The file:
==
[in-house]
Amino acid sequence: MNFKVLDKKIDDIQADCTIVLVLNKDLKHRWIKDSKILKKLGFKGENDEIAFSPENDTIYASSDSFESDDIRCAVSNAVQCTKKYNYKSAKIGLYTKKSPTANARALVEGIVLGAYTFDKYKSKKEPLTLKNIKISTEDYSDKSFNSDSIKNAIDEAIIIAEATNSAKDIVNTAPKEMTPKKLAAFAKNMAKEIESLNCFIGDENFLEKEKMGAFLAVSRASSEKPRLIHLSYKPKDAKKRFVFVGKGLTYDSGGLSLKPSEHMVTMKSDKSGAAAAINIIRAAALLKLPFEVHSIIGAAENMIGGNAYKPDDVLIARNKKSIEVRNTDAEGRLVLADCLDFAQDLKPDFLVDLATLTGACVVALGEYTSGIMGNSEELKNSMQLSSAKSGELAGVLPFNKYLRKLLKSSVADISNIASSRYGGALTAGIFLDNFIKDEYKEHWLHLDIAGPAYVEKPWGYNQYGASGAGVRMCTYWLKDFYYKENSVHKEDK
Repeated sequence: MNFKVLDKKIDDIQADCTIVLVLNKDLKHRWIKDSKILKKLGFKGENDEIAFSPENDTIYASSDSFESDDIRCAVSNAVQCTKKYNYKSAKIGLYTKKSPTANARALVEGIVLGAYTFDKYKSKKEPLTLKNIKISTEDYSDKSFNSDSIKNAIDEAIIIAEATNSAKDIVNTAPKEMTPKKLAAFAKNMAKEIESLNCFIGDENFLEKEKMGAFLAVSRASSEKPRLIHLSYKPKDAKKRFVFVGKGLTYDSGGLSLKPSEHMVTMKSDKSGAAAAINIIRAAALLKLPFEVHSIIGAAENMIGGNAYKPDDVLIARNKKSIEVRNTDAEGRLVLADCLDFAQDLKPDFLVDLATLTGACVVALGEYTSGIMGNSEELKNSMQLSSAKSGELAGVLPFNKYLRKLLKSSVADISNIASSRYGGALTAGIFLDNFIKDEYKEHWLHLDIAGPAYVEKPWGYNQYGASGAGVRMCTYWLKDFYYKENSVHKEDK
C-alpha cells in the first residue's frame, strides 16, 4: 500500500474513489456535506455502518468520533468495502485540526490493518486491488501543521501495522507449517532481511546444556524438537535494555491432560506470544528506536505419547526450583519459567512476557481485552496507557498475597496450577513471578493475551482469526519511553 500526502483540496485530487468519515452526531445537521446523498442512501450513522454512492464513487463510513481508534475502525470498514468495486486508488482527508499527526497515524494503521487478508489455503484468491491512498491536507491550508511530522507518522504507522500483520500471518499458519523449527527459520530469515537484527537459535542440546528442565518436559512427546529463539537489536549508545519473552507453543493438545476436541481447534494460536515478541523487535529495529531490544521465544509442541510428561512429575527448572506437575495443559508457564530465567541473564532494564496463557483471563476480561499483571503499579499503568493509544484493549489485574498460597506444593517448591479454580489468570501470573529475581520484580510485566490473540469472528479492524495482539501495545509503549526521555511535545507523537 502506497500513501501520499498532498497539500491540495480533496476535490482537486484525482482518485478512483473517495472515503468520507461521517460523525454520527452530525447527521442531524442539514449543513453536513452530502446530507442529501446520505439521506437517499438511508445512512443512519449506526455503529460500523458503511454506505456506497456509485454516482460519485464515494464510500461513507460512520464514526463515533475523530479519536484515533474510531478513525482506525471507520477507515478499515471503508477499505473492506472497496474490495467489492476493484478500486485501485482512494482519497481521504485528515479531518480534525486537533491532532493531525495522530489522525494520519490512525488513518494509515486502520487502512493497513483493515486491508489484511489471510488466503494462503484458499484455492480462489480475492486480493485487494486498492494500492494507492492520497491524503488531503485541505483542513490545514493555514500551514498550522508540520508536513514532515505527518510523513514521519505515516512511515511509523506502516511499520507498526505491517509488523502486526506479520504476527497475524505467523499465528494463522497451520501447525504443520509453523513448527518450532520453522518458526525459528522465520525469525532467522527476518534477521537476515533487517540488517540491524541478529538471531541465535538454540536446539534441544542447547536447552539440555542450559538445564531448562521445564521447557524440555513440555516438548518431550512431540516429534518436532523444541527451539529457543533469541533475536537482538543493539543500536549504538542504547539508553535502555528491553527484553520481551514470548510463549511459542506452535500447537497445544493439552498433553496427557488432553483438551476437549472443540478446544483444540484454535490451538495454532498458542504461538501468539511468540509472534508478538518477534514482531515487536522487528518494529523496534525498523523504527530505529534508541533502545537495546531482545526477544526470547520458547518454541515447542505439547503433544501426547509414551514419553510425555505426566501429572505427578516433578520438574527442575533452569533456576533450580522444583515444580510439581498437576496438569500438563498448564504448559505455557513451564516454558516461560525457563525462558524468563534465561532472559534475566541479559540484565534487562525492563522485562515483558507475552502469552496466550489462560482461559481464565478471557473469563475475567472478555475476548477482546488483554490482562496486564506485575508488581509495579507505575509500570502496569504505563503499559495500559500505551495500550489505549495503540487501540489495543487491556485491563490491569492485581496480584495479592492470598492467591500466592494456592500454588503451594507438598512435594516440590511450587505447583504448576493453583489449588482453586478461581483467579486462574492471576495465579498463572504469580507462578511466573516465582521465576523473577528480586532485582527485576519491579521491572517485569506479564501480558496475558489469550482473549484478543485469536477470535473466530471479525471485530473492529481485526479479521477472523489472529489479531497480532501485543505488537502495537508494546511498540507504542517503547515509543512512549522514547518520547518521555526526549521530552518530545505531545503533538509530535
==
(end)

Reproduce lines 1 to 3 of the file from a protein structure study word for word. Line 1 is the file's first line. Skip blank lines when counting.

[in-house]
Amino acid sequence: MNFKVLDKKIDDIQADCTIVLVLNKDLKHRWIKDSKILKKLGFKGENDEIAFSPENDTIYASSDSFESDDIRCAVSNAVQCTKKYNYKSAKIGLYTKKSPTANARALVEGIVLGAYTFDKYKSKKEPLTLKNIKISTEDYSDKSFNSDSIKNAIDEAIIIAEATNSAKDIVNTAPKEMTPKKLAAFAKNMAKEIESLNCFIGDENFLEKEKMGAFLAVSRASSEKPRLIHLSYKPKDAKKRFVFVGKGLTYDSGGLSLKPSEHMVTMKSDKSGAAAAINIIRAAALLKLPFEVHSIIGAAENMIGGNAYKPDDVLIARNKKSIEVRNTDAEGRLVLADCLDFAQDLKPDFLVDLATLTGACVVALGEYTSGIMGNSEELKNSMQLSSAKSGELAGVLPFNKYLRKLLKSSVADISNIASSRYGGALTAGIFLDNFIKDEYKEHWLHLDIAGPAYVEKPWGYNQYGASGAGVRMCTYWLKDFYYKENSVHKEDK
Repeated sequence: MNFKVLDKKIDDIQADCTIVLVLNKDLKHRWIKDSKILKKLGFKGENDEIAFSPENDTIYASSDSFESDDIRCAVSNAVQCTKKYNYKSAKIGLYTKKSPTANARALVEGIVLGAYTFDKYKSKKEPLTLKNIKISTEDYSDKSFNSDSIKNAIDEAIIIAEATNSAKDIVNTAPKEMTPKKLAAFAKNMAKEIESLNCFIGDENFLEKEKMGAFLAVSRASSEKPRLIHLSYKPKDAKKRFVFVGKGLTYDSGGLSLKPSEHMVTMKSDKSGAAAAINIIRAAALLKLPFEVHSIIGAAENMIGGNAYKPDDVLIARNKKSIEVRNTDAEGRLVLADCLDFAQDLKPDFLVDLATLTGACVVALGEYTSGIMGNSEELKNSMQLSSAKSGELAGVLPFNKYLRKLLKSSVADISNIASSRYGGALTAGIFLDNFIKDEYKEHWLHLDIAGPAYVEKPWGYNQYGASGAGVRMCTYWLKDFYYKENSVHKEDK